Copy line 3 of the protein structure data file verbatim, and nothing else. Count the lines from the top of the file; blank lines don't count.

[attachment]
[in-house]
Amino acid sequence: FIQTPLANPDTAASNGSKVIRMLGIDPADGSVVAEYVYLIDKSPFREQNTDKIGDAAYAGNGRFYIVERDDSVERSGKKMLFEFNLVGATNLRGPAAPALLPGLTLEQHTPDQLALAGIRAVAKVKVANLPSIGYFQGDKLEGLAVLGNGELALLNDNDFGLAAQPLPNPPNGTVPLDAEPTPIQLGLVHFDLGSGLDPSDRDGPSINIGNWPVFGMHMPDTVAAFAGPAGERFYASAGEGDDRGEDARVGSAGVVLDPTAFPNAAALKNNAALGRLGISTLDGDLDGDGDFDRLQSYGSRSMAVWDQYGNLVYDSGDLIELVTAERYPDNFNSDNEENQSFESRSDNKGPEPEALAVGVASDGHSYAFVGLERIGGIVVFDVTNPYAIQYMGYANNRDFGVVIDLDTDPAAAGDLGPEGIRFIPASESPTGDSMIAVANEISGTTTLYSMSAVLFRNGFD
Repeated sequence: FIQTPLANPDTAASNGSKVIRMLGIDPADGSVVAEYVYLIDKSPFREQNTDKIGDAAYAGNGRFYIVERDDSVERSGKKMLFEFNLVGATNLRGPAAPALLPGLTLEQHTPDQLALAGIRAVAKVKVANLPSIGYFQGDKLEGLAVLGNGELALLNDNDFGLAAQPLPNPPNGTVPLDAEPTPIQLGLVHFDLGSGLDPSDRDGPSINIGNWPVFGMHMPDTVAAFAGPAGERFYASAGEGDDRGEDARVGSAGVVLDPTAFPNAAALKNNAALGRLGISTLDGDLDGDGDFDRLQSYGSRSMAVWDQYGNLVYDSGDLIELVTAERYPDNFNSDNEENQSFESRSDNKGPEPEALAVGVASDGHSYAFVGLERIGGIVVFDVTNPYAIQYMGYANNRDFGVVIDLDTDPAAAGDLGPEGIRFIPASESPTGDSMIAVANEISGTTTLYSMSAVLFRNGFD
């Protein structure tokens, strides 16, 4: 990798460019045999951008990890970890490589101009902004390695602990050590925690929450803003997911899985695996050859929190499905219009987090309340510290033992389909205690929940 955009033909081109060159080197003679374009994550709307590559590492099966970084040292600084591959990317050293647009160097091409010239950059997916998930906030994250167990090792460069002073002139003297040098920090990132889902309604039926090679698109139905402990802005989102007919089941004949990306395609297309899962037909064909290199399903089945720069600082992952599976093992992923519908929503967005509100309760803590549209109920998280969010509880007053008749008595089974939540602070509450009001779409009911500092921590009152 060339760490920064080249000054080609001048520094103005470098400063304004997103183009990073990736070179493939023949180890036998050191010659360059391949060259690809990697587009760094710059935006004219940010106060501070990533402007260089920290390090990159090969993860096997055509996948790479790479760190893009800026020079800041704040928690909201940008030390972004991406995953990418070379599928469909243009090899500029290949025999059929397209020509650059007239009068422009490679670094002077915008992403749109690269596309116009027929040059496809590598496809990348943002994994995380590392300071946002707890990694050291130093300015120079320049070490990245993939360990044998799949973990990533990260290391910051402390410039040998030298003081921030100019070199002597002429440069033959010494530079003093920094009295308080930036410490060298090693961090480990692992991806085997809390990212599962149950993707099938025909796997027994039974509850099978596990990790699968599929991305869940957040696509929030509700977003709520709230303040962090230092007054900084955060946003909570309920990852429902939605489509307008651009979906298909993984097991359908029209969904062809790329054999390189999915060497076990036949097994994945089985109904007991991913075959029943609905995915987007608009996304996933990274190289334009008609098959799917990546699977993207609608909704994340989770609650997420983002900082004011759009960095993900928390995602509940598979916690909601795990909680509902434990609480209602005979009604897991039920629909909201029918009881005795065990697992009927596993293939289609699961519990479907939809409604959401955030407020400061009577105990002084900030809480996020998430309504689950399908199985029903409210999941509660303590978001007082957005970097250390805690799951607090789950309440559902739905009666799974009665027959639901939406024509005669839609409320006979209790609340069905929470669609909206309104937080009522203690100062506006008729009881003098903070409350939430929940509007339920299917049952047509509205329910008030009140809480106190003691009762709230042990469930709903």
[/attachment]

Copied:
Repeated sequence: FIQTPLANPDTAASNGSKVIRMLGIDPADGSVVAEYVYLIDKSPFREQNTDKIGDAAYAGNGRFYIVERDDSVERSGKKMLFEFNLVGATNLRGPAAPALLPGLTLEQHTPDQLALAGIRAVAKVKVANLPSIGYFQGDKLEGLAVLGNGELALLNDNDFGLAAQPLPNPPNGTVPLDAEPTPIQLGLVHFDLGSGLDPSDRDGPSINIGNWPVFGMHMPDTVAAFAGPAGERFYASAGEGDDRGEDARVGSAGVVLDPTAFPNAAALKNNAALGRLGISTLDGDLDGDGDFDRLQSYGSRSMAVWDQYGNLVYDSGDLIELVTAERYPDNFNSDNEENQSFESRSDNKGPEPEALAVGVASDGHSYAFVGLERIGGIVVFDVTNPYAIQYMGYANNRDFGVVIDLDTDPAAAGDLGPEGIRFIPASESPTGDSMIAVANEISGTTTLYSMSAVLFRNGFD